“I Need to be Clear About how I Understand and Process Things”: An Interview with Brother Ali

Donna-Claire speaks with Brother Ali about spirituality, his new album, 'All the Beauty in this Whole Life,' and James Baldwin.
By    August 17, 2017


Brother Ali needed five years to meditate. For the Minneapolis veteran, the music business had taken too many steps away from the traditional means of practicing culture. The corruption and manipulation Ali had seen within the industry left him uninspired. Through the guidance of his Islamic teachers, Brother Ali’s latest record, All The Beauty In This Whole Life, is also his reinvigorated return to hip-hop. Ali comes together with the prolific producer DJ Ant to make an album with sparse, funky beats and a penchant for finding light and love in all situations.

Ali’s spirituality has long since been a moniker of his music. The writing of “Own Light” follows suit, as it was finalized during a leveling day of silence on a spiritual retreat. Listening through his record evokes memories of Baldwin’s writing, which Ali holds close to his heart. The gravity of love is what allows for a heavy track like “Out Of Here” to appear on such a bright record. The writing of “Out Of Here” acts as the final step in Ali coming to terms with and processing the tragic suicides within his family. In fact, much of this album feels like a means of coping with life’s inevitable eclipses of darkness.

Brother Ali and I spoke on the phone about his time away from music, his working relationship with Ant and Sa-Roc, as well as his spirituality and how it informed the album. —Donna-Claire

You had a five year gap between your last record and the release of All The Beauty In This Whole Life, and I read that break was a result of being tired of the business side of the industry. How did you bring yourself back to making music in spite of that exhaustion?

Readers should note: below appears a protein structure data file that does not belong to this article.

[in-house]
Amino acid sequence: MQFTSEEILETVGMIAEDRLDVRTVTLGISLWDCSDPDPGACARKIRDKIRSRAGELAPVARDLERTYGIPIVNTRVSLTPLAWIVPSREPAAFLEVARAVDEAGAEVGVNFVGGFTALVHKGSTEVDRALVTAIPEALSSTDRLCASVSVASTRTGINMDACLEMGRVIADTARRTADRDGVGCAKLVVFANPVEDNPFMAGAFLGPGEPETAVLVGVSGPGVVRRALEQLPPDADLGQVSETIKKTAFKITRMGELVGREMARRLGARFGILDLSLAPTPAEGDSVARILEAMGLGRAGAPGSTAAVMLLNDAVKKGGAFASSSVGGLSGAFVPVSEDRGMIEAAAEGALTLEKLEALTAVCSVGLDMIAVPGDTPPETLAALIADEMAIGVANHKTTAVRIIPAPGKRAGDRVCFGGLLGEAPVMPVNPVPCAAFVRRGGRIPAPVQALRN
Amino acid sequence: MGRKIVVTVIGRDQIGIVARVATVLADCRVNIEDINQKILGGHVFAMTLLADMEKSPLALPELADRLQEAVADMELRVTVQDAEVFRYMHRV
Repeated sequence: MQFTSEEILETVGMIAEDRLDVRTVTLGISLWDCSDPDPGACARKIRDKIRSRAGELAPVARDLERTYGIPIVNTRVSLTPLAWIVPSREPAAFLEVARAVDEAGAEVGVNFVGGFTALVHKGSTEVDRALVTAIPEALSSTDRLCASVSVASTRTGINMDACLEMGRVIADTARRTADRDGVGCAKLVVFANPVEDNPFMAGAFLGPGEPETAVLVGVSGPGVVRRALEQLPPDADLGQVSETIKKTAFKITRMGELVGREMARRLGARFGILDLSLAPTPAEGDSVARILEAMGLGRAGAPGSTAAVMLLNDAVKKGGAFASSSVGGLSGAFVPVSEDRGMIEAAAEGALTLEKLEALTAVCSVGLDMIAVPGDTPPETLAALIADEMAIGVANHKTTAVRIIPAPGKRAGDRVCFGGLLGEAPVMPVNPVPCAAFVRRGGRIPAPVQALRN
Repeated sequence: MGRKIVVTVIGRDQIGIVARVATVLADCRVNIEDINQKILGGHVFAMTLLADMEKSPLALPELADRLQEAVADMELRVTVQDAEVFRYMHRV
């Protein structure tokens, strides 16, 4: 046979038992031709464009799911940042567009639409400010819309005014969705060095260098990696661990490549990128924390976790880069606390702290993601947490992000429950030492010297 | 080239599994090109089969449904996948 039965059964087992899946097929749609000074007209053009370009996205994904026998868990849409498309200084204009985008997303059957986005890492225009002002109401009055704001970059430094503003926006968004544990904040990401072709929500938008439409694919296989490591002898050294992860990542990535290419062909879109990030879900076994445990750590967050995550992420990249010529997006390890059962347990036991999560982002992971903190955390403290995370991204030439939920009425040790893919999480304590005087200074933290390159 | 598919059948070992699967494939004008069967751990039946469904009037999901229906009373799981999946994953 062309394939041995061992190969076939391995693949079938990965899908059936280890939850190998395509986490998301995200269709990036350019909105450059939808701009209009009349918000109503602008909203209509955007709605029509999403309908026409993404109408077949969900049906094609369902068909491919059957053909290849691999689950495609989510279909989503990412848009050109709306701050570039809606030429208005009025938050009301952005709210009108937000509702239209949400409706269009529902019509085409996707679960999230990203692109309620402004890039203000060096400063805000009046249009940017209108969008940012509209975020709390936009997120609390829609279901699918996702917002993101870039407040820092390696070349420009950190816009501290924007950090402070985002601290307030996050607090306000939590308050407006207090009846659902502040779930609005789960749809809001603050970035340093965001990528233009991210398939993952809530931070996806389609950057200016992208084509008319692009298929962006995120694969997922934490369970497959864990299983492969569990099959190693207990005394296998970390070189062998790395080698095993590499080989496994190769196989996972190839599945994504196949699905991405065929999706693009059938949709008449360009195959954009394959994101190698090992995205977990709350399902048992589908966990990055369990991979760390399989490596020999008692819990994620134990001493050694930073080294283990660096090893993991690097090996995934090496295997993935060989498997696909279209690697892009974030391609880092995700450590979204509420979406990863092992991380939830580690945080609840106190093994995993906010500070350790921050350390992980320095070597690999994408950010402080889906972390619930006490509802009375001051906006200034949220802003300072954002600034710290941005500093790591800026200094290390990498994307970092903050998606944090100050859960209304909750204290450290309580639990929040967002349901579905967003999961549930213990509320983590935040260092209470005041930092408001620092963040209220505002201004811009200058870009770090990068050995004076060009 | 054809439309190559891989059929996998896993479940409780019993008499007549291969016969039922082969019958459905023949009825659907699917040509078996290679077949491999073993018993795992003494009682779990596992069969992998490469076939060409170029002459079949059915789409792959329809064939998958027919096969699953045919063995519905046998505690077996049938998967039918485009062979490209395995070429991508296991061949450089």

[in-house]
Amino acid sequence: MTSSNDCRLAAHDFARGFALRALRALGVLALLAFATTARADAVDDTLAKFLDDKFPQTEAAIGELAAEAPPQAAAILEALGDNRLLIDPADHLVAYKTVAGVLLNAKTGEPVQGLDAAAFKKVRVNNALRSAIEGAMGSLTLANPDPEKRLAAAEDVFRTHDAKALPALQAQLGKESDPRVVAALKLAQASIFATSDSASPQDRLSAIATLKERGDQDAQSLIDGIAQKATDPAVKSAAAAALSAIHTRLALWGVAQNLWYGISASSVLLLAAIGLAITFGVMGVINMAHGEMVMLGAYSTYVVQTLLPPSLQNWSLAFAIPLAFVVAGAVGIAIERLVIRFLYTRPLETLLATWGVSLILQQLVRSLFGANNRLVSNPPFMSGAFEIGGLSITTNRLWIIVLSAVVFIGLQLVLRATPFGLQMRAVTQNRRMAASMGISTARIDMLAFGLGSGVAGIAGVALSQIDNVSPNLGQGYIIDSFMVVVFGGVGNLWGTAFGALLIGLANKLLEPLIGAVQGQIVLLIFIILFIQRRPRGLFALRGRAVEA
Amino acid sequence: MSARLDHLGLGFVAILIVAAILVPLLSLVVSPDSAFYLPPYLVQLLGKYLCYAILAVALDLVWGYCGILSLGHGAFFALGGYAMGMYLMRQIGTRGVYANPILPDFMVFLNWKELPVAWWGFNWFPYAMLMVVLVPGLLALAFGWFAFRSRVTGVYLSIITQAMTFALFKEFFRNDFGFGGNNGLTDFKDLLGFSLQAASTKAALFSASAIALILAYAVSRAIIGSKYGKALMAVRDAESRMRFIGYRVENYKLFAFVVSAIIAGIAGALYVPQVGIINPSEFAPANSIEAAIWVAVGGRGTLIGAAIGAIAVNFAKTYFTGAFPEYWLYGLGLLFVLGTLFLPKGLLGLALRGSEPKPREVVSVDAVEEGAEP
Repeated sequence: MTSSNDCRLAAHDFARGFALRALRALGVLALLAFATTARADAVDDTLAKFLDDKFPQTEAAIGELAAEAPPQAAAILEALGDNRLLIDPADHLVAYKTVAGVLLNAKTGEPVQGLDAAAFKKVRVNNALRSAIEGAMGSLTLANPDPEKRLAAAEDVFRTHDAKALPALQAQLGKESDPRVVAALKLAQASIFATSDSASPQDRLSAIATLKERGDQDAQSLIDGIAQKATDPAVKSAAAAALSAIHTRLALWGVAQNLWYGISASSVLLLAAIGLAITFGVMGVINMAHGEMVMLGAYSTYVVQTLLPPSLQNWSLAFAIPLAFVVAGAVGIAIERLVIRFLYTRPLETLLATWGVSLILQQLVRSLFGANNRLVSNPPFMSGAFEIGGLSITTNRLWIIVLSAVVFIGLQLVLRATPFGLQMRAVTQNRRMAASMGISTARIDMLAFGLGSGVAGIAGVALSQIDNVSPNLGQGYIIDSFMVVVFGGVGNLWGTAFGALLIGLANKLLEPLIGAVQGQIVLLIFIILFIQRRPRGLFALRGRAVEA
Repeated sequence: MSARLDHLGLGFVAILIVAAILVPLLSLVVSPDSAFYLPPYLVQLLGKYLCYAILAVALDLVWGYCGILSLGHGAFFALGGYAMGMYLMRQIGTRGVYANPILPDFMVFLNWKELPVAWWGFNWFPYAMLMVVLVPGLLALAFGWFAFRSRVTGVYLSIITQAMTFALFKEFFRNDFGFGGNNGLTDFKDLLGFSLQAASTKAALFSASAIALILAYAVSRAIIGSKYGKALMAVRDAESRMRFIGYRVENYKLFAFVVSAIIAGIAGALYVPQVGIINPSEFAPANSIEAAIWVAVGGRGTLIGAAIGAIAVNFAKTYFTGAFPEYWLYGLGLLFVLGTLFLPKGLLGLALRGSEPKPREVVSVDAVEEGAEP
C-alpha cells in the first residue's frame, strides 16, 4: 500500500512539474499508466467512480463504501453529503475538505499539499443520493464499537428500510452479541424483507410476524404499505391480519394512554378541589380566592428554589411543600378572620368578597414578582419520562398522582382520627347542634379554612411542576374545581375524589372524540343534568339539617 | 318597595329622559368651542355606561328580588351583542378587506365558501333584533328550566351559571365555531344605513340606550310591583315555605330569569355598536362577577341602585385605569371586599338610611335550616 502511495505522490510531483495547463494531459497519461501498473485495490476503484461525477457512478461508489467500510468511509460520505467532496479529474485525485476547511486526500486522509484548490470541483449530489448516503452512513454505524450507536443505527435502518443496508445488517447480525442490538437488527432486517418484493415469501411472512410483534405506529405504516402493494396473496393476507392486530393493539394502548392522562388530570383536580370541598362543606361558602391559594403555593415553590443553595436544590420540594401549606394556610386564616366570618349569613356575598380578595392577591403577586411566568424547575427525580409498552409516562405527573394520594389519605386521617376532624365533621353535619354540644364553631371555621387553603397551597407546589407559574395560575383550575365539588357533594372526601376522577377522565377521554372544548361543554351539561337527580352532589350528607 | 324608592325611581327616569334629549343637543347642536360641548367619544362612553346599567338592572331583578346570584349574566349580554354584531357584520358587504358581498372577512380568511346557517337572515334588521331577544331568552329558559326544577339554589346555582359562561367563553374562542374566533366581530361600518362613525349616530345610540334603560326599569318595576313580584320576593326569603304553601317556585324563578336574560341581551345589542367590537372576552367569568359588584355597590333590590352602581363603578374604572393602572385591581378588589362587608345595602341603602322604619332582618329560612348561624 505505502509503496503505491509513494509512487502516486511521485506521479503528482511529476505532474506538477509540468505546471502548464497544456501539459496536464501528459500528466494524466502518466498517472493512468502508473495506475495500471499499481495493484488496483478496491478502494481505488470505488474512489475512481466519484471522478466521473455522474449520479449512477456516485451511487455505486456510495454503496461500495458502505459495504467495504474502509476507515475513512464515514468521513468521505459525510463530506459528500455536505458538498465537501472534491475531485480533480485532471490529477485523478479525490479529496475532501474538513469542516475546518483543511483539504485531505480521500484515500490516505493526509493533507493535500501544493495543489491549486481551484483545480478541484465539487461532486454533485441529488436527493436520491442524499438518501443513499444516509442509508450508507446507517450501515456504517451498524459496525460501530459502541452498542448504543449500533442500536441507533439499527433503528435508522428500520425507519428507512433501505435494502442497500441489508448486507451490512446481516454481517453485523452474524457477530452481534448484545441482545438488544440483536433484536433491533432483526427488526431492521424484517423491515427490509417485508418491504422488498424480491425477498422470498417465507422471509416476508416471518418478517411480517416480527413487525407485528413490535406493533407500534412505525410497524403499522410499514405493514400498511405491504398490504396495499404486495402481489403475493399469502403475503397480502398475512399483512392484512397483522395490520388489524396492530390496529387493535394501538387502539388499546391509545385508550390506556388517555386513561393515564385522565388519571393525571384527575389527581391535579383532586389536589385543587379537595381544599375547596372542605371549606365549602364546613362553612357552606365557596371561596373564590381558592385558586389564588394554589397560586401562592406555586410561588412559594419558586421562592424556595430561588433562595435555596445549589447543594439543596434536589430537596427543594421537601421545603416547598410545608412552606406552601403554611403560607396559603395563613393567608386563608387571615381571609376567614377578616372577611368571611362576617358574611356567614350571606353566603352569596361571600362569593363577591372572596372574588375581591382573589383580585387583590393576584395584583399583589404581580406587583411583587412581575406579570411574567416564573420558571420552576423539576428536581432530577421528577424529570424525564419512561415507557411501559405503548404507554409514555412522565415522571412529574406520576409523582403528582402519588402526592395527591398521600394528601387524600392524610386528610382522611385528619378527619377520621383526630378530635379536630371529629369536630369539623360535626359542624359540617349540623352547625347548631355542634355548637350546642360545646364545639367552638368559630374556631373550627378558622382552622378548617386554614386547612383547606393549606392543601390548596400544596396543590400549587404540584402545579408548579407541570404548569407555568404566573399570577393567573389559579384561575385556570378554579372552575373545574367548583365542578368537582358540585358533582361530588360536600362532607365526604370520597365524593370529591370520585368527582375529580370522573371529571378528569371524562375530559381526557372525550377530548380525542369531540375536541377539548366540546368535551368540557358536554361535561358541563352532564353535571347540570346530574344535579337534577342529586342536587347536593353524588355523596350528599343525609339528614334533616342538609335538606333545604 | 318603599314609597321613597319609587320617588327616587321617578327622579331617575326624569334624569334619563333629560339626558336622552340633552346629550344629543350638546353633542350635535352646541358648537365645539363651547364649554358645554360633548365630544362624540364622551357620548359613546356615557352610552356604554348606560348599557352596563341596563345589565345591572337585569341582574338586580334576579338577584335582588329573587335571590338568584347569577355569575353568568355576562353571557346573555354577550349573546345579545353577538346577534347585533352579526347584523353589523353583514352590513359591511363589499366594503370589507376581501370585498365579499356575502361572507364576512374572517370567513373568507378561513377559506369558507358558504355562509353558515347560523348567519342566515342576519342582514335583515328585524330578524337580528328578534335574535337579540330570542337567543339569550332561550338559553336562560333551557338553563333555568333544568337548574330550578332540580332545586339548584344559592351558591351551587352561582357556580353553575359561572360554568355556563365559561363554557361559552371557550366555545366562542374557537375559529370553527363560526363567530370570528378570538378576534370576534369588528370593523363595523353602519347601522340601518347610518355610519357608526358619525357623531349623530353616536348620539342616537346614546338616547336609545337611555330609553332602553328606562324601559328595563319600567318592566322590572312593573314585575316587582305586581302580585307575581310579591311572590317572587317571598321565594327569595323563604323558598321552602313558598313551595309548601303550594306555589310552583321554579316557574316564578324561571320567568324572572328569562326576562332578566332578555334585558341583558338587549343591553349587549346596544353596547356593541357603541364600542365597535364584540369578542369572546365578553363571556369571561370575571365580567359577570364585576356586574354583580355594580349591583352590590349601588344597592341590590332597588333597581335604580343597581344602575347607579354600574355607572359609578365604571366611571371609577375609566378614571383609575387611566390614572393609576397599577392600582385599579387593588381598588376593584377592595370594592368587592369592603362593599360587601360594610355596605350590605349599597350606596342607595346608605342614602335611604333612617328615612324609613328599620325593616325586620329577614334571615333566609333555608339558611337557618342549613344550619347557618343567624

Brother Ali: The way that the music industry is set up is different from the traditional ways of people practicing culture. In traditional culture—traditions all over the world—all of those groups had people whose job it was to sing and dance. It was understood that those people were important, and they were seen as prominent people, and they were taken care of. Their role was to remind us of who we are and why we are the way we are. They were showing us the meaning of our lives individually and collectively. Everything in the modern world has become commodified. Part of what I experienced was the outward dealing of that industry, and seeing people succeed by effectively lying and hurting those around them, or stealing ideas and stories.

I was having difficulty keeping track of what I’m saying is important, what I’m doing is important, and then thinking that I’m somehow important. I was really struggling to live a life of meaning in that reality, and I wasn’t feeling inspired. So I sought out the spiritual teachers in Islam that are links to the tradition. They told me to make more music, and also gave me the inspiration of what to say.

I also read that you had a very spiritual experience when you wrote “Own Light” in total silence. Can you break that experience down for me?

Brother Ali: I always used to write songs in my head. Pre-modern people didn’t read and write, so all the poetry they wrote, they were memorizing as they were coming up with it. I started making music like that, but when I started working with Ant at the start of my career, he told me I wouldn’t make enough music that way.

“Own Light” was a song that I had been struggling with. We were on a spiritual retreat and we had a day of silence where you don’t have any communication with anything outside of yourself. Everything is within. You don’t read or write, listen to music, or interact with other people. You don’t even really make eye contact with other people. Then the song came to me, and because I had so much space in my mind and heart, I was able to fine tune it.